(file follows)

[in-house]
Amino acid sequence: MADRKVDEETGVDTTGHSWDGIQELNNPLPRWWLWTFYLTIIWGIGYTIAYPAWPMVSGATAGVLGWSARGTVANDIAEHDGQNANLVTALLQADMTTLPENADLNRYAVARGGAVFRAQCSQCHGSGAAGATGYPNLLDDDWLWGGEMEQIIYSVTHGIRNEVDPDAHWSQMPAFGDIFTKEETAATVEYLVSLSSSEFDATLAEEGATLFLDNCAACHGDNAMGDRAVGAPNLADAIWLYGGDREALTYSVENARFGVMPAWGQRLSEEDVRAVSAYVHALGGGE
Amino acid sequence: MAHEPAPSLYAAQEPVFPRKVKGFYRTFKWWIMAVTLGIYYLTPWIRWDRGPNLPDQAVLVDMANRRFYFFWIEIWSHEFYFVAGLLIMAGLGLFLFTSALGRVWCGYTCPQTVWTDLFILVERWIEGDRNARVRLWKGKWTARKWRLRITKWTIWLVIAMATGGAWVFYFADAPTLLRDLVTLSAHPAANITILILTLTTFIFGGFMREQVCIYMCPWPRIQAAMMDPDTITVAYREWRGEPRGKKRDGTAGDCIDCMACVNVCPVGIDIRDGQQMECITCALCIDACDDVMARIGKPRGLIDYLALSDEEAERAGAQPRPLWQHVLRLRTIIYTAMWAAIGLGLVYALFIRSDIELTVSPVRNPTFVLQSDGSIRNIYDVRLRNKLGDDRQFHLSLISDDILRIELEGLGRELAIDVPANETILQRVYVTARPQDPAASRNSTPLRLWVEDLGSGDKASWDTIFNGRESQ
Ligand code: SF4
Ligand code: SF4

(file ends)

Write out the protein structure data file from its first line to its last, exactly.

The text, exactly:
[in-house]
Amino acid sequence: MADRKVDEETGVDTTGHSWDGIQELNNPLPRWWLWTFYLTIIWGIGYTIAYPAWPMVSGATAGVLGWSARGTVANDIAEHDGQNANLVTALLQADMTTLPENADLNRYAVARGGAVFRAQCSQCHGSGAAGATGYPNLLDDDWLWGGEMEQIIYSVTHGIRNEVDPDAHWSQMPAFGDIFTKEETAATVEYLVSLSSSEFDATLAEEGATLFLDNCAACHGDNAMGDRAVGAPNLADAIWLYGGDREALTYSVENARFGVMPAWGQRLSEEDVRAVSAYVHALGGGE
Amino acid sequence: MAHEPAPSLYAAQEPVFPRKVKGFYRTFKWWIMAVTLGIYYLTPWIRWDRGPNLPDQAVLVDMANRRFYFFWIEIWSHEFYFVAGLLIMAGLGLFLFTSALGRVWCGYTCPQTVWTDLFILVERWIEGDRNARVRLWKGKWTARKWRLRITKWTIWLVIAMATGGAWVFYFADAPTLLRDLVTLSAHPAANITILILTLTTFIFGGFMREQVCIYMCPWPRIQAAMMDPDTITVAYREWRGEPRGKKRDGTAGDCIDCMACVNVCPVGIDIRDGQQMECITCALCIDACDDVMARIGKPRGLIDYLALSDEEAERAGAQPRPLWQHVLRLRTIIYTAMWAAIGLGLVYALFIRSDIELTVSPVRNPTFVLQSDGSIRNIYDVRLRNKLGDDRQFHLSLISDDILRIELEGLGRELAIDVPANETILQRVYVTARPQDPAASRNSTPLRLWVEDLGSGDKASWDTIFNGRESQ
Ligand code: SF4
Ligand code: SF4